Last year, I had the opportunity to present a training on impalements and removal incidents. I had the opportunity to take the P.L. Vulcan class a few years ago and it got me thinking outside the box about using different tools to take care of certain types of scenarios. One of the most important takeaways was the portable bandsaw and what it is able to accomplish compared to other tools like hydraulic cutters and sawzalls. As Mark discussed in his class, some of the best pros include less heat production on the material being cut as well as the smooth transition of the material once cut. A hydraulic cutter will cause the material to pop due to the fracturing of the material. In the case of rebar the material will violently pop and displace compared to little to no movement when cut with the bandsaw. Rescue situations are focused on patient care. It is important to focus on medical elements in conjunction with rescue operations. Being able to determine the severity of injury is vital in determining how much time (the golden hour) and resources may be allotted on scene to get the patient the best chances of survival.
We developed our station using our homemade hose manikin, steel pipe, gate valves, and 1/2″ rebar. Using Mahwah Company 4‘s
ladder bailout simulator we set up two station on the existing prop. On the side we had a single gate valve to allow members to become aware of how the bandsaw will work during a basic cut of rebar.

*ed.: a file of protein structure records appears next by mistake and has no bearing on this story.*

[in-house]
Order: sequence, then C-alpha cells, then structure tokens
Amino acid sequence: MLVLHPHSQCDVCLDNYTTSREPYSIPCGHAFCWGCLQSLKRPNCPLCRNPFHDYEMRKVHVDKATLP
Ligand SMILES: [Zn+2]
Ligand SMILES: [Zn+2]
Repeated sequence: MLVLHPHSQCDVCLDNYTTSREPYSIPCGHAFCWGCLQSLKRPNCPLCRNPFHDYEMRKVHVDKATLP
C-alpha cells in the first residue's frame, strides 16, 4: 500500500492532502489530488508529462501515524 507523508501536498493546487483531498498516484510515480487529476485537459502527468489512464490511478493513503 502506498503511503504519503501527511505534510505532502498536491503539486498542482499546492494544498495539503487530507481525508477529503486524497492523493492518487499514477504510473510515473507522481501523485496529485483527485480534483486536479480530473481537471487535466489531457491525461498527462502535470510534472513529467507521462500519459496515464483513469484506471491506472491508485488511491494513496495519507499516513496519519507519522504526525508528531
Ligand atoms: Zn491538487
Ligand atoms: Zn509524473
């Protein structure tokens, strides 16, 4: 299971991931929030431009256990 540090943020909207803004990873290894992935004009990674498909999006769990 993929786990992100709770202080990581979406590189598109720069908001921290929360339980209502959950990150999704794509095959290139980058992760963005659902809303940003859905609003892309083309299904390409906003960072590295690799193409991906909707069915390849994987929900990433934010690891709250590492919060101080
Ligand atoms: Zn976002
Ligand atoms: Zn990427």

Under the window we set up another gate with fitting to manipulate the angle of the rebar. The first scenario depicted a patient impaled through his back. Then the patient was stabilized on the window sill via a scoop. The scoop allowed for the patient to be supported while working around the rebar due the center opening of the equipment before being locked in. After EMS took care of packaging the wound and further securing the patient. At that time the rescue crew began the cut on the rebar using the portable bandsaw. As mentioned this created no movement and almost no heat. After as in many EMS scenarios the patient was moved through the window and “transported”.
The second scenario of the night involved a patient being impaled through their leg with the rest of the hips and upper body already through the window. This was done to create a limb impaled on a fence situation. Once again EMS stabilized and padded the rebar in the thigh area. Additionally a basic tourniquet was applied to mitigate a severed femoral artery in the evolution. After the upper body of the patient was supported, the rescue crew began working on the rebar. The bandsaw made the cut with no heat and no movement. This is vital on these types of situations because it creates less potential for further injury.
It’s been about two years since we published our article about radio straps and turnout gear. It has been shared throughout various magazines and training pages. A few readers asked about our ideas and pointed out that we didn’t address enough when firefighters are wearing the self-contained breathing apparatus (SCBA). We took that point and went out to take a few more photos to assist with our findings.
The original article discussed the differences between wearing your radio strap either under or over your turnout jacket. We know the advantages and disadvantages of both without an SCBA on.
To the right we have the radio strap under the coat with the SCBA on. It is beneficial because it protects the radio and the cable of the extended speaker-mic. When all buttoned up, the speaker-mic may be clipped on to the front closure flap. This allows it to be accessible in a functional area when on air compared to using the collar tab or chest tab that often falls inline with the shoulder strap of the SCBA. Also with these morning pride jackets, it take a little effort to fold up the name plate in order to access the top controls of the radio should you need them.